How running a marathon could help you succeed in ‘running’ your small business


Are you thinking of starting your own business? Maybe you should run a marathon first.

I’m Leonard Nagawidjaja, founder and director of AA Finance Solutions, and I completed my first marathon on the eight of October this year.

I spent six months preparing to run in the Perth Running Festival’s forty-two-kilometre marathon, finishing the race in about six hours.

During the experience of training for, and running, the marathon, I discovered a significant number of similarities between running a marathon and running a small business.


First of all, discipline and consistency are key in both.

The ability to run forty-two kilometres comes from daily training. You should be running five to ten kilometres four to five times a week, and the intensity should increase progressively depending upon your goal.

So you are either aiming for forty-two million dollars in sales, or to run forty-two kilometres. It’s the small things that you do day in and day out, with discipline and consistency, that will impact your end result.


Secondly, you need to avoid burning out.

Do you want to improve your ‘long run’? Run slow. I know it may sound contradictory; however, research shows that in order to increase your stamina for longer distance runs and your speed, your training should be run within your aerobic threshold, or your ‘easy run’, ninety-seven percent of the time. You are building the base for your long run and not for a sprint.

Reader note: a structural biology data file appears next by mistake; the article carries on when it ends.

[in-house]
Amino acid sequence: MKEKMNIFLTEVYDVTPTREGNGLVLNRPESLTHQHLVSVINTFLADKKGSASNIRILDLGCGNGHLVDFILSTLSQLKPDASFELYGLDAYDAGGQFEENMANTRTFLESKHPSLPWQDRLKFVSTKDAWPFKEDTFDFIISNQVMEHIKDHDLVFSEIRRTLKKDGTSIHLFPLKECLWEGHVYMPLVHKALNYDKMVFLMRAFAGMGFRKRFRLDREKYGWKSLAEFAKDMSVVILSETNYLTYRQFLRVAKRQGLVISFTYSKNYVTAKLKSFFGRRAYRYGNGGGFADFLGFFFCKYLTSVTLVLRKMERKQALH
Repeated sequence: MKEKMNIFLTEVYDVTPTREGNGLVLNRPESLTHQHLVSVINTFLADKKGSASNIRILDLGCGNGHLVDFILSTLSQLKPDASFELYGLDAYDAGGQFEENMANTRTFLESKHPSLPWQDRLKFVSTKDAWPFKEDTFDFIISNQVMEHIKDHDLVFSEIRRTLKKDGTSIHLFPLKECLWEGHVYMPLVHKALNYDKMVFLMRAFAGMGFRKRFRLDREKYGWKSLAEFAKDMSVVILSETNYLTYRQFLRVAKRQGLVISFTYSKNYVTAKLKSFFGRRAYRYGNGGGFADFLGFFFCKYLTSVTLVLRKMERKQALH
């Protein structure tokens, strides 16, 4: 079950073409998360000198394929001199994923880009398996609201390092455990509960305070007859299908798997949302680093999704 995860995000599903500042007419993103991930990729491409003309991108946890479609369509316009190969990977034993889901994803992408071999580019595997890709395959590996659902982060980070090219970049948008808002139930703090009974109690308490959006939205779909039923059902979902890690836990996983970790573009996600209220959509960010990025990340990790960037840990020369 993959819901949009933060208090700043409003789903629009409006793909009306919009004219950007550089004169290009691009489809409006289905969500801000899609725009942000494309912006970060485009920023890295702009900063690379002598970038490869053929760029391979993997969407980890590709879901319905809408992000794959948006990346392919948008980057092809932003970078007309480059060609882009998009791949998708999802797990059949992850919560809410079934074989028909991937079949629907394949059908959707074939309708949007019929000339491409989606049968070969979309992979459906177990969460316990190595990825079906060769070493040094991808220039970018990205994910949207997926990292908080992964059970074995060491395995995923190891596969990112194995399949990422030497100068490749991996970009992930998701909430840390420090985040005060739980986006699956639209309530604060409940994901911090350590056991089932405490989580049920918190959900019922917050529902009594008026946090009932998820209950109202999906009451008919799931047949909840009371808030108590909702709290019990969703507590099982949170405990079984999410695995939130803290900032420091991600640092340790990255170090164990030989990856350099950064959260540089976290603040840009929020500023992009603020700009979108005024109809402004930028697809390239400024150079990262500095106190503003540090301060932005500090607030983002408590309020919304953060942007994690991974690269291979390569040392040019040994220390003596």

Through time, you will improve your threshold and be able to run further and faster. If you push your body too hard from day one, you risk burning out at the beginning and losing all your motivation.

Even on race day you should be running at your aerobic threshold, where you can keep running for the longest period of time, rather than trying to finish your full marathon in a sprint.

It’s exactly the same thing when it comes to running a business. If you are feeling burnt out all the time, you will not be able to metaphorically ‘run the distance’ and your business will not be sustainable for a long period of time. Create a system where you can help with the main work of the business and delegate jobs that are time consuming and have minimal impact on your profitability, such as cleaning.


The third lesson I have learnt from my experiences in both business and marathon running, is to know your people.

I now understand that the reason some people will say to your face that they think you can’t run a marathon, is because they have never completed one themselves. And the people encouraging you to do it are those who know how to do so or have completed one before. When training for a marathon, you need to surround yourself with successful, positive, people that you can learn from.

The same thing applies to running a business. You must spend time with like-minded people, be continuously learning, and never be afraid to ask questions.


In conclusion, running a marathon can teach you a lot about the strength and skills needed to create and sustain a successful small business. It’s not an easy experience, but neither is managing an enterprise, and both are challenges that are well worth the effort.

So what are you waiting for? Go grab your jogging shoes and hit the pavement. You could end up becoming a better runner, and even a better business owner.

For more quality financial advice and support, feel free to reach out to the friendly team at AA Finance Solutions.

Leonard Nagawidjaja at Optus Stadium following the marathon.

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